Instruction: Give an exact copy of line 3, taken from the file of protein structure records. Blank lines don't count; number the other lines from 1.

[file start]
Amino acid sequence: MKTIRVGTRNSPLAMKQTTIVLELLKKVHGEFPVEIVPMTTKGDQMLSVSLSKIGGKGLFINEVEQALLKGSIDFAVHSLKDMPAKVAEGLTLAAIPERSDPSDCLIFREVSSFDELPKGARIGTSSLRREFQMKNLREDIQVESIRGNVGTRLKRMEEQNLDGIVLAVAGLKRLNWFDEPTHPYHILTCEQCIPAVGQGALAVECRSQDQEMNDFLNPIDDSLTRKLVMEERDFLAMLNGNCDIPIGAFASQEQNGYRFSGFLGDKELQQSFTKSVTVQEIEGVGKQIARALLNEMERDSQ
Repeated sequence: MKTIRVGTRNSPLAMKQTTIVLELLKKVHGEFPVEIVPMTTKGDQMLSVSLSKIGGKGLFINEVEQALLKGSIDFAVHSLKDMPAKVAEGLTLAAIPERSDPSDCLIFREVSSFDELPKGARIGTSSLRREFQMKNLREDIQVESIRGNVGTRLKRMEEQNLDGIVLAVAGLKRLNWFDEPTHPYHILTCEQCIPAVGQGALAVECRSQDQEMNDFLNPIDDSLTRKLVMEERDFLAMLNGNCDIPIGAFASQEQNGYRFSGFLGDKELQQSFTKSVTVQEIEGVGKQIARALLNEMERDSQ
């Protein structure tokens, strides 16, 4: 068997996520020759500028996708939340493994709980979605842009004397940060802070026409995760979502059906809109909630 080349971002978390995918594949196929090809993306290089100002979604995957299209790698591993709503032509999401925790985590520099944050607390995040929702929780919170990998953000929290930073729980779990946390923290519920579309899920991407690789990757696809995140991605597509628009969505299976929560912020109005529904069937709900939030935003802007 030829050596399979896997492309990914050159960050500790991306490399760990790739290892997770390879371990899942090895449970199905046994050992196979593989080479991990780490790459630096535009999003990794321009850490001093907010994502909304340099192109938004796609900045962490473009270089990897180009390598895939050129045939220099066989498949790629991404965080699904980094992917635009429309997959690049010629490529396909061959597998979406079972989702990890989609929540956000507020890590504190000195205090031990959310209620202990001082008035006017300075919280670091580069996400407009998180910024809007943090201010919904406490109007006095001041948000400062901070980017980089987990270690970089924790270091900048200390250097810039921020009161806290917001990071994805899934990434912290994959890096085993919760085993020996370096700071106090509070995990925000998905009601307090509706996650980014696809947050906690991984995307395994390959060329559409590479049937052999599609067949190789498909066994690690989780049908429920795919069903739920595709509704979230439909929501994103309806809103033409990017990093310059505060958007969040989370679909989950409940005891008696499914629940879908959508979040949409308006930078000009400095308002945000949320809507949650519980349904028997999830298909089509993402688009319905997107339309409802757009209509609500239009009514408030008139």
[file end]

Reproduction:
């Protein structure tokens, strides 16, 4: 068997996520020759500028996708939340493994709980979605842009004397940060802070026409995760979502059906809109909630 080349971002978390995918594949196929090809993306290089100002979604995957299209790698591993709503032509999401925790985590520099944050607390995040929702929780919170990998953000929290930073729980779990946390923290519920579309899920991407690789990757696809995140991605597509628009969505299976929560912020109005529904069937709900939030935003802007 030829050596399979896997492309990914050159960050500790991306490399760990790739290892997770390879371990899942090895449970199905046994050992196979593989080479991990780490790459630096535009999003990794321009850490001093907010994502909304340099192109938004796609900045962490473009270089990897180009390598895939050129045939220099066989498949790629991404965080699904980094992917635009429309997959690049010629490529396909061959597998979406079972989702990890989609929540956000507020890590504190000195205090031990959310209620202990001082008035006017300075919280670091580069996400407009998180910024809007943090201010919904406490109007006095001041948000400062901070980017980089987990270690970089924790270091900048200390250097810039921020009161806290917001990071994805899934990434912290994959890096085993919760085993020996370096700071106090509070995990925000998905009601307090509706996650980014696809947050906690991984995307395994390959060329559409590479049937052999599609067949190789498909066994690690989780049908429920795919069903739920595709509704979230439909929501994103309806809103033409990017990093310059505060958007969040989370679909989950409940005891008696499914629940879908959508979040949409308006930078000009400095308002945000949320809507949650519980349904028997999830298909089509993402688009319905997107339309409802757009209509609500239009009514408030008139």